Twitter to Trump Administration: Don’t Be Afraid to Tell Us how we’re Doing

Twitter is on the hot seat when it comes to protecting its users from terrorists and white supremacists. While Twitter’s policy prohibits hate speech and incitement to violence and suggests users block hate groups, ISIS and ISIS-affiliated accounts tend to continue to spread propaganda using the service. The company’s Twitter Rules say users can report terrorist or hate content only when it is flagged by others. Now, the company is headed to Washington, D.C. to testify on Nov. 1 before the House Committee on Foreign Affairs.

Twitter came under scrutiny last spring after it was revealed that the violent Nazi band Pegida had shut down using Twitter, without the trolls ever seeing a message. Twitter has a new anti-hateful conduct policy that states users can report such content, but that content will only be suspended when the rest of their account is shut down, or the reports are ignored.

Instagram head Adam Mosseri, who oversees all of the social media site’s operations, has also agreed to testify in November before the House Committee on Foreign Affairs. Congress has been pushing Mosseri to testify before their committee after the app’s prominent role in organized violent group movements, including a recent terrorist attack in Barcelona.

Instagram has stricter policies on violent propaganda than Twitter. After last year’s attacks in London, it took down all terrorist propaganda images and videos from its service within the first 72 hours of publishing.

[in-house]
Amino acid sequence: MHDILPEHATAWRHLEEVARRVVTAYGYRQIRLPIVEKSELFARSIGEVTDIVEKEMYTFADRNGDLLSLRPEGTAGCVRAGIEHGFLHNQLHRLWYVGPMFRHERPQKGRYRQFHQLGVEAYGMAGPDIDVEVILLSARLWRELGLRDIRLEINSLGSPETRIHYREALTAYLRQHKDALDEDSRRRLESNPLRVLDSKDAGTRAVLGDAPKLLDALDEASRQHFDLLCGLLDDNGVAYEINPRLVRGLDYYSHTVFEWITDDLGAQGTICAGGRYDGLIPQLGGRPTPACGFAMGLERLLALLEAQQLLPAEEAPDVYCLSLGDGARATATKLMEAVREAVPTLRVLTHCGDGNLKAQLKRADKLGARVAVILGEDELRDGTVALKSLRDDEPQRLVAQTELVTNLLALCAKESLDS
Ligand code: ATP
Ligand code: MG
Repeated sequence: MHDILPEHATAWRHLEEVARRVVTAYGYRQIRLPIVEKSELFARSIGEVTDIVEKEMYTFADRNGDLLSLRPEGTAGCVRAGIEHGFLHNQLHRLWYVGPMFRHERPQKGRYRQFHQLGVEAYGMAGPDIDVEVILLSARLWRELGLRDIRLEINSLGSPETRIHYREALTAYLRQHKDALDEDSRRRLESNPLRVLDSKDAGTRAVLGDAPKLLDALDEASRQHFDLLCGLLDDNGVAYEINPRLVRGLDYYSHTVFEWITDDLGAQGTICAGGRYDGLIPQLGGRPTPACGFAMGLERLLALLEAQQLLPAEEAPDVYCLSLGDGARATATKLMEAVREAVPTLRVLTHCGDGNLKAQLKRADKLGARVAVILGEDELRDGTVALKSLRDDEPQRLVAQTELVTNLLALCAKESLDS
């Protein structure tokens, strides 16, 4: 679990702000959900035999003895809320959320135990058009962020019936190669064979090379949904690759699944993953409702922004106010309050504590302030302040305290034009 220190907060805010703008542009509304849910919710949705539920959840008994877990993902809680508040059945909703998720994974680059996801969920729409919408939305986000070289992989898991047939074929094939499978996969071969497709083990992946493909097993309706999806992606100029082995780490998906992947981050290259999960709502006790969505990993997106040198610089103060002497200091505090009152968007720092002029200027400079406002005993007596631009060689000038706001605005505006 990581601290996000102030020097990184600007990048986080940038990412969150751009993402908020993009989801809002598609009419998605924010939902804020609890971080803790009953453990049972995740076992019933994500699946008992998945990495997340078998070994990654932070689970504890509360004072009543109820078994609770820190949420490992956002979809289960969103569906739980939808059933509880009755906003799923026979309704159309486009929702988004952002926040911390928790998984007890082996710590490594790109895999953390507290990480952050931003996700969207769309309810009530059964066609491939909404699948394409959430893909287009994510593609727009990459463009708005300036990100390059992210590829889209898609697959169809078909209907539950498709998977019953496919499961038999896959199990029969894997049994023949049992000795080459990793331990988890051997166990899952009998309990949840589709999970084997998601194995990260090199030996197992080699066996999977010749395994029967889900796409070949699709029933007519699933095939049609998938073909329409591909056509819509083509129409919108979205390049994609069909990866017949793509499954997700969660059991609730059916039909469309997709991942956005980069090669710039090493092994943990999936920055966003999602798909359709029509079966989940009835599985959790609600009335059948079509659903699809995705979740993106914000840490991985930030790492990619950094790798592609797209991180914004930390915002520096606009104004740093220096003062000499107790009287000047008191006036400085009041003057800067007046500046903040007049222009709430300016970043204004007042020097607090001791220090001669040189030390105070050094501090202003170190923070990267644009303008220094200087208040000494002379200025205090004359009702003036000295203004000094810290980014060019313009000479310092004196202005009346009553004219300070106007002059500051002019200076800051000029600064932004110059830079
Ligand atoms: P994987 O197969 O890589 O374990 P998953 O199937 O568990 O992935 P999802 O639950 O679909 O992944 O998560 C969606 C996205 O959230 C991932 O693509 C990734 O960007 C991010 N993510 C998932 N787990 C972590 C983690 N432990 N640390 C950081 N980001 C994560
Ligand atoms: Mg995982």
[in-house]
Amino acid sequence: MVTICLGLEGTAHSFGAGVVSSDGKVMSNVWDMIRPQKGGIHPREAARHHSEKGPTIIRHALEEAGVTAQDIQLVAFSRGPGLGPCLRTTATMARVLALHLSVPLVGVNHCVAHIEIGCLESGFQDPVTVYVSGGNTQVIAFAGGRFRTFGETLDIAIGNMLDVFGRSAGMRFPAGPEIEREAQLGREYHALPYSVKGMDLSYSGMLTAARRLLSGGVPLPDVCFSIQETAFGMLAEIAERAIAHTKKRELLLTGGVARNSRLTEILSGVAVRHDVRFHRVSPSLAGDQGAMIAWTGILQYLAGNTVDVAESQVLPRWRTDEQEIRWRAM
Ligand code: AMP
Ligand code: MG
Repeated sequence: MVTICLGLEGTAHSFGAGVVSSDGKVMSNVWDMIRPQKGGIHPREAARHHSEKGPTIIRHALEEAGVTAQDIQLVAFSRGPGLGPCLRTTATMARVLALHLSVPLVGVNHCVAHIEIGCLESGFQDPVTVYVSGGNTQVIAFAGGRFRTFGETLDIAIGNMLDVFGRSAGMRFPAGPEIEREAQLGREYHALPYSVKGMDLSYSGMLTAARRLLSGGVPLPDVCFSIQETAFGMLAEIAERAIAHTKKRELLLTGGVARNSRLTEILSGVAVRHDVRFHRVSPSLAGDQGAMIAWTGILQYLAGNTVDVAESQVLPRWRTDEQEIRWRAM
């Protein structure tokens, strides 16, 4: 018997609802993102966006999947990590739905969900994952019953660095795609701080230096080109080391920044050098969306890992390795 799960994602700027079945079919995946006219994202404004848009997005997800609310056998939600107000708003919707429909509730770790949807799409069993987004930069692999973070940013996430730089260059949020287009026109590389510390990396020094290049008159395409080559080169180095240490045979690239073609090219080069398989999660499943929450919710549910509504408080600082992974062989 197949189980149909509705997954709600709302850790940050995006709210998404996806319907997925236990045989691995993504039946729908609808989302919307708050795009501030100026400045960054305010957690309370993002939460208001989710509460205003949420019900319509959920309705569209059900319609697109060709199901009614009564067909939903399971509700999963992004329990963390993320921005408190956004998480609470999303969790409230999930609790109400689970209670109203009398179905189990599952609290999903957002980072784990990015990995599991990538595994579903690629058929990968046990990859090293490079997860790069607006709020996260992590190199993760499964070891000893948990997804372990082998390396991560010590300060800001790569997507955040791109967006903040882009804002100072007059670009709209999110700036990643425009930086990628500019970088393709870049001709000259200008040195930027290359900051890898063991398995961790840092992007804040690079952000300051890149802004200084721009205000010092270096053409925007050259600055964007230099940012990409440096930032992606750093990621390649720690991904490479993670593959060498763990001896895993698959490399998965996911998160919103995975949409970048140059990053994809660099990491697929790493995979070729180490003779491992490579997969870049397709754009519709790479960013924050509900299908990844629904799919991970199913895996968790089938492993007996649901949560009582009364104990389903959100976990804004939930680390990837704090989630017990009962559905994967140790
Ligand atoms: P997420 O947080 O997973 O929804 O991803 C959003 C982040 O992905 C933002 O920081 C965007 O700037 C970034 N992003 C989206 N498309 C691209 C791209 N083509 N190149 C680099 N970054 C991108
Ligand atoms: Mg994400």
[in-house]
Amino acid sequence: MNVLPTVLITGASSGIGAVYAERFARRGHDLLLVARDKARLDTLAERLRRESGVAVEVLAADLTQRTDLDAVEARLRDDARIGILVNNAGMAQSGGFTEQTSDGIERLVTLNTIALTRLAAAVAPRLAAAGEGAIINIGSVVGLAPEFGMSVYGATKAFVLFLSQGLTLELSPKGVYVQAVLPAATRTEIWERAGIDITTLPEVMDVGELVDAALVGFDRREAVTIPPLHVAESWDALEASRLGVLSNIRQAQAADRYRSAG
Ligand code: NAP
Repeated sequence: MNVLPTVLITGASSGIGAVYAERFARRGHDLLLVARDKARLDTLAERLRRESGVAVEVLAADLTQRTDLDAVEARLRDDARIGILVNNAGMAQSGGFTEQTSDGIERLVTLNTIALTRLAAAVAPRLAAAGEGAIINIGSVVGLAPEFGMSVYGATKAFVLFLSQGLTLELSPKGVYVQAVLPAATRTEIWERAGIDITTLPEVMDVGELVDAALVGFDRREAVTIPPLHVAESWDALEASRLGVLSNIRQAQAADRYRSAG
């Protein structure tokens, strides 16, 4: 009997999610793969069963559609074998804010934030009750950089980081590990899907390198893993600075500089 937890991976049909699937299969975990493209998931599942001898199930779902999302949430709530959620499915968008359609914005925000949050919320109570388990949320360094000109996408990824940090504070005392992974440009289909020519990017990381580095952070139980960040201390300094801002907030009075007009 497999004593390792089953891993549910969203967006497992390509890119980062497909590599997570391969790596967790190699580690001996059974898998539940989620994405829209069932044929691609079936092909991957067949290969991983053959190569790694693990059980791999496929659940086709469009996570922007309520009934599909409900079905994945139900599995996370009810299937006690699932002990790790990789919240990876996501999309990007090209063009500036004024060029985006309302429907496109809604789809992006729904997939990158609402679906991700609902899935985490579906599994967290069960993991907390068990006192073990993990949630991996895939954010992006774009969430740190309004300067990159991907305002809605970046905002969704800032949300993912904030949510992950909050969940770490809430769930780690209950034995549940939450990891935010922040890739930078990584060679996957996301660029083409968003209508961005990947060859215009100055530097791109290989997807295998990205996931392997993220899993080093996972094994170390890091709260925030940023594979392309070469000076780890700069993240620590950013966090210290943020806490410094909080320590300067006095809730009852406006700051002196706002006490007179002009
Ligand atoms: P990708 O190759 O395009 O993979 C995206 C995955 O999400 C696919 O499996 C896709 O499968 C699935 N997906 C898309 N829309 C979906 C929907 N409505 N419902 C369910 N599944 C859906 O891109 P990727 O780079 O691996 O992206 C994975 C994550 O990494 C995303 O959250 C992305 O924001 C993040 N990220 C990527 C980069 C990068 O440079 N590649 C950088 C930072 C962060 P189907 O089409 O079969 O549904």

After other terrorist attacks this summer, such as the London Bridge attack, which resulted in at least 7 dead and 48 injured, Instagram also removed an entire terrorist group’s accounts within a couple of hours.

Some of the groups with active accounts that have been targeted have been banned but have since been reopened. While the terrorist group admins cannot upload images or videos of violence on the service, the account’s handles can still be seen in public, so users can share content that promotes violence on the app. Still, by blocking access to the accounts, Instagram has shown that they too have taken social media moderation seriously.

Instagram is owned by Facebook, whose services may be used in much more explicit ways than Twitter. While hashtags such as #BlackLivesMatter and #OrangeIsTheNewBlack are used frequently on Instagram to spread propaganda, so are more sophisticated tools to incite violence. In this instance, it’s possible that the users in Spain opened these types of accounts instead of their usual spam accounts, in order to leverage the power of digital persuasion against the authorities.

It’s also not completely clear how Instagram’s recent actions actually helped thwart the terrorist attack, as many of the terrorist groups were using Instagram before Sept. 17. Nevertheless, Mosseri says he is prepared to testify before Congress in November.

“Instagram users should be confident that we will continue to put the health of the Instagram community first, and we welcome the opportunity to provide additional details and evidence on the work we are doing to serve and protect our community,” he wrote in a post on Instagram’s blog.

Mosseri also mentioned that Facebook’s policy on terrorist content is “similar to that of Instagram” in its efforts to remove such content.

You can follow Adam Mosseri on Instagram.

Sources: The Hill, Independent, The Verge, Wired

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